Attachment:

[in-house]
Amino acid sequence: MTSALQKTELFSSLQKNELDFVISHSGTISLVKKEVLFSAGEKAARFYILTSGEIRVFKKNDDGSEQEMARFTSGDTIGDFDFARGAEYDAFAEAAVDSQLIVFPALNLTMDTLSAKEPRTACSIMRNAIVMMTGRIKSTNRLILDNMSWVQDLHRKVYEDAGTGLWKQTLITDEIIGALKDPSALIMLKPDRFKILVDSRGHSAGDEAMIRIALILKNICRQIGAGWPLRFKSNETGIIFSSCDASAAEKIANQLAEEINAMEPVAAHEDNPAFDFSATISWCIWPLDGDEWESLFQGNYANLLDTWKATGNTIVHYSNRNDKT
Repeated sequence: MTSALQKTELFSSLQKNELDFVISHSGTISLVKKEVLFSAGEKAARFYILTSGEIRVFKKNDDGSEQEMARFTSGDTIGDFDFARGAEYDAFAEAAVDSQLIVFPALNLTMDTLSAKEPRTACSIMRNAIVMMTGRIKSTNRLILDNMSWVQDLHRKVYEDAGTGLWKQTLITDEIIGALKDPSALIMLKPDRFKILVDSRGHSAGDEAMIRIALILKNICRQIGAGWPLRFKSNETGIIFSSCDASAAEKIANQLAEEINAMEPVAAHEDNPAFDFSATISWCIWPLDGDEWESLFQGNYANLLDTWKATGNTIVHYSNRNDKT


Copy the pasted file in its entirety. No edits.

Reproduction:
[in-house]
Amino acid sequence: MTSALQKTELFSSLQKNELDFVISHSGTISLVKKEVLFSAGEKAARFYILTSGEIRVFKKNDDGSEQEMARFTSGDTIGDFDFARGAEYDAFAEAAVDSQLIVFPALNLTMDTLSAKEPRTACSIMRNAIVMMTGRIKSTNRLILDNMSWVQDLHRKVYEDAGTGLWKQTLITDEIIGALKDPSALIMLKPDRFKILVDSRGHSAGDEAMIRIALILKNICRQIGAGWPLRFKSNETGIIFSSCDASAAEKIANQLAEEINAMEPVAAHEDNPAFDFSATISWCIWPLDGDEWESLFQGNYANLLDTWKATGNTIVHYSNRNDKT
Repeated sequence: MTSALQKTELFSSLQKNELDFVISHSGTISLVKKEVLFSAGEKAARFYILTSGEIRVFKKNDDGSEQEMARFTSGDTIGDFDFARGAEYDAFAEAAVDSQLIVFPALNLTMDTLSAKEPRTACSIMRNAIVMMTGRIKSTNRLILDNMSWVQDLHRKVYEDAGTGLWKQTLITDEIIGALKDPSALIMLKPDRFKILVDSRGHSAGDEAMIRIALILKNICRQIGAGWPLRFKSNETGIIFSSCDASAAEKIANQLAEEINAMEPVAAHEDNPAFDFSATISWCIWPLDGDEWESLFQGNYANLLDTWKATGNTIVHYSNRNDKT